The Reality Tale of Two Education Systems: One for the Poor, and One for the Rest
New data reveals our public—not private—school system is among the best in the world. In fact, except for the debilitating effects of poverty, our public school system may be the best in the world.
The most recent data from the National Center for Education Statistics (NCES) reveal that the U.S. ranked high, relative to other OECD countries, in reading, math, and science (especially in reading, and in all areas better in 4th grade than in 8th grade). Some U.S. private schools were included, but a separate evaluation was done for Florida, in public schools only, and their results were higher than the U.S. average.
Perhaps most significant in the NCES reading results is that schools with less than 25% free-lunch eligibilityscored higher than the average in ALL OTHER COUNTRIES.
The Obvious: Reduce Poverty and Improve Education.
What should be obvious to our legislators is apparently not. K-12 funding declined in 2011 for the first time since the Census Bureau began keeping records. A 2014 study by the Center on Budget and Policy Priorities found that "States' new budgets are providing less per-pupil funding for kindergarten through 12th grade than they did six years ago — often far less."
It gets worse. Numerous studies have shown that pre-school helps all children to achieve more and earn more through adulthood, with the most disadvantaged benefiting the most. But the U.S. ranks near the bottom of the developed world in the percentage of 4-year-olds in early childhood education. And yet Head Start was recently hit with the worst cutbacks in its history.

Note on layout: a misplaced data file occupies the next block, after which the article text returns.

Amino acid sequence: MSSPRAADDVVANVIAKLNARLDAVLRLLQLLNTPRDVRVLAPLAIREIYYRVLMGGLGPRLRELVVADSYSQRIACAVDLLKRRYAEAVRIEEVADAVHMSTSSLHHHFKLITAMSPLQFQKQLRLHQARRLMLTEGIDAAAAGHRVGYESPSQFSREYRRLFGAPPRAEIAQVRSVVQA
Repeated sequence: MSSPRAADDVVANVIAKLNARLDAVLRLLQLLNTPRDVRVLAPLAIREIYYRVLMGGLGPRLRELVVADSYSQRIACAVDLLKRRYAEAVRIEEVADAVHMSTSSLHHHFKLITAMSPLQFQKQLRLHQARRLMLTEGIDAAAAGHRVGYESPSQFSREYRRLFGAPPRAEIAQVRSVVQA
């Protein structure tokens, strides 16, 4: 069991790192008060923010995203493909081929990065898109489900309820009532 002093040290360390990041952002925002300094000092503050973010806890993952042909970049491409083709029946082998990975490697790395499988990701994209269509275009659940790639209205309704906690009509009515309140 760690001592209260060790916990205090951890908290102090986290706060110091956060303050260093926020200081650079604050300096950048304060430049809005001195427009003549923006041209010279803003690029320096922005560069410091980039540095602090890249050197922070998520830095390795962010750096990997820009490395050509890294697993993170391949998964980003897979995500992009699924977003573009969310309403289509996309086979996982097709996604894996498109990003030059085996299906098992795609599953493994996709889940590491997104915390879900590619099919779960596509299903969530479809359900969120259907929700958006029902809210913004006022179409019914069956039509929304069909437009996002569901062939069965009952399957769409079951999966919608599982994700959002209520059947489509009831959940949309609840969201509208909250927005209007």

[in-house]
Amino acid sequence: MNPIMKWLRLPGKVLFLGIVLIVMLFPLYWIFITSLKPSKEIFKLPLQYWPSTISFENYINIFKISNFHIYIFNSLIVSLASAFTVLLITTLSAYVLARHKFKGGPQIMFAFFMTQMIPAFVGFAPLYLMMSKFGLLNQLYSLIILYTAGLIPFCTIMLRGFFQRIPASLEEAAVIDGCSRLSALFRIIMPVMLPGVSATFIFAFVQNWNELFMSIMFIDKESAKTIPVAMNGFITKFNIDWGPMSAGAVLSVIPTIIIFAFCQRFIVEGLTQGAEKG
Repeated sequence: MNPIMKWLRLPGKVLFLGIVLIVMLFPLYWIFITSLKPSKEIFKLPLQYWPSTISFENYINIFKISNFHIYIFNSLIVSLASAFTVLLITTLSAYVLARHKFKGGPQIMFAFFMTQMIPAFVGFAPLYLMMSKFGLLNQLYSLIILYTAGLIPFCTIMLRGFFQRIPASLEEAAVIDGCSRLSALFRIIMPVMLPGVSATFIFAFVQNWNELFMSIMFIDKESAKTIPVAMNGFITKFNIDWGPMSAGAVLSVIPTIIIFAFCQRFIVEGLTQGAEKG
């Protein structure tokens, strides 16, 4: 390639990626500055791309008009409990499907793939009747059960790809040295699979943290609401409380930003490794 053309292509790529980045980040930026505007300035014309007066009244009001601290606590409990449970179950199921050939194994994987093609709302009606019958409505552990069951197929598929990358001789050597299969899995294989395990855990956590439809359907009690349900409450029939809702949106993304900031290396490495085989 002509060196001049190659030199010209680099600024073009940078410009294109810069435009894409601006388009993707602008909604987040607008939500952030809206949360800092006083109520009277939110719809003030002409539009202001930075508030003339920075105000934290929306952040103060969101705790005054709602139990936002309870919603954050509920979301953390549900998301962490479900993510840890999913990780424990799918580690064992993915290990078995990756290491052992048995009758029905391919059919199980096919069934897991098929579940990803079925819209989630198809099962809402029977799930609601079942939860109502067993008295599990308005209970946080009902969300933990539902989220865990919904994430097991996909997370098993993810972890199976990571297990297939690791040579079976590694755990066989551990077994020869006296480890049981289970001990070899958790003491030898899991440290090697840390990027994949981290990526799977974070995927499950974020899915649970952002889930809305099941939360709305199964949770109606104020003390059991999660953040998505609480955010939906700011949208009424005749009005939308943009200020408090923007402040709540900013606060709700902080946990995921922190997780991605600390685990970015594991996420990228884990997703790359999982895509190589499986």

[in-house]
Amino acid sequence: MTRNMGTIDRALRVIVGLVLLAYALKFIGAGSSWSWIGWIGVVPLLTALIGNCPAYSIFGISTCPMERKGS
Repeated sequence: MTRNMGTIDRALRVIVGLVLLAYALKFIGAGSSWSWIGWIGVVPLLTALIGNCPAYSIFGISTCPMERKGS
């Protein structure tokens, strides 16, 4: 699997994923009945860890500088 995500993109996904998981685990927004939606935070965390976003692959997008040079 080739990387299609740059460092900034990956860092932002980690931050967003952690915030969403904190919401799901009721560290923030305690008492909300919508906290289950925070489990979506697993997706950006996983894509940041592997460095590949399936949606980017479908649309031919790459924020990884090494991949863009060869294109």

The evidence for national improvement is staring us in the face, but the people in charge are ignoring facts and experience and turning instead to the corporate profit-seekers.
How Education Funding is Put in the Hands of the Super-Rich
Tax money that should be used for education is either deferred or simply not paid, by both corporations and individuals. Warren Buffett's Berkshire Hathaway, for example, has deferred $44 billion in recent years, and Boeing, Caterpillar, and Verizon are a few of the leading non-payers of state taxes, some of which would go toward public education.
Wealthy individuals, who took much of the nearly $5 trillion in stock market gains in 2013, defer taxes until they cash in the stocks, and then pay a lower capital gains rate. They can also get tax breaks by putting some of this money into their reform-minded educational foundations.
Using the Corporate Model on Our Children
Much of the vast new wealth of the super-rich is being used for the purpose of educational 'reform.' Rupert Murdoch called K-12 "a $500 billion sector in the U.S. alone that is waiting desperately to be transformed." Forbes added, "The charter school movement [is] quickly becoming a backdoor for corporate profit." Most recently, the Wall Street Journal reported, "As states race to implement the Common Core academic standards, companies are fighting for a slice of the accompanying testing market, expected to be worth billions of dollars in coming years."
The result of private educational reform is seen in unproven charter schools that eat up budgets, overcharge on a per-student basis, pay CEOs many times more than their public school counterparts, and, in one case, double the pay of executives in just one year.
These are unsustainable costs for long-term educational success.
The Business of Schoolchildren
In Brown vs the Board of Education in 1954, Chief Justice Earl Warren said, "Education...is a right which must be made available to all on equal terms." In the mindset of big business, the best education is in learning how to make money off the children.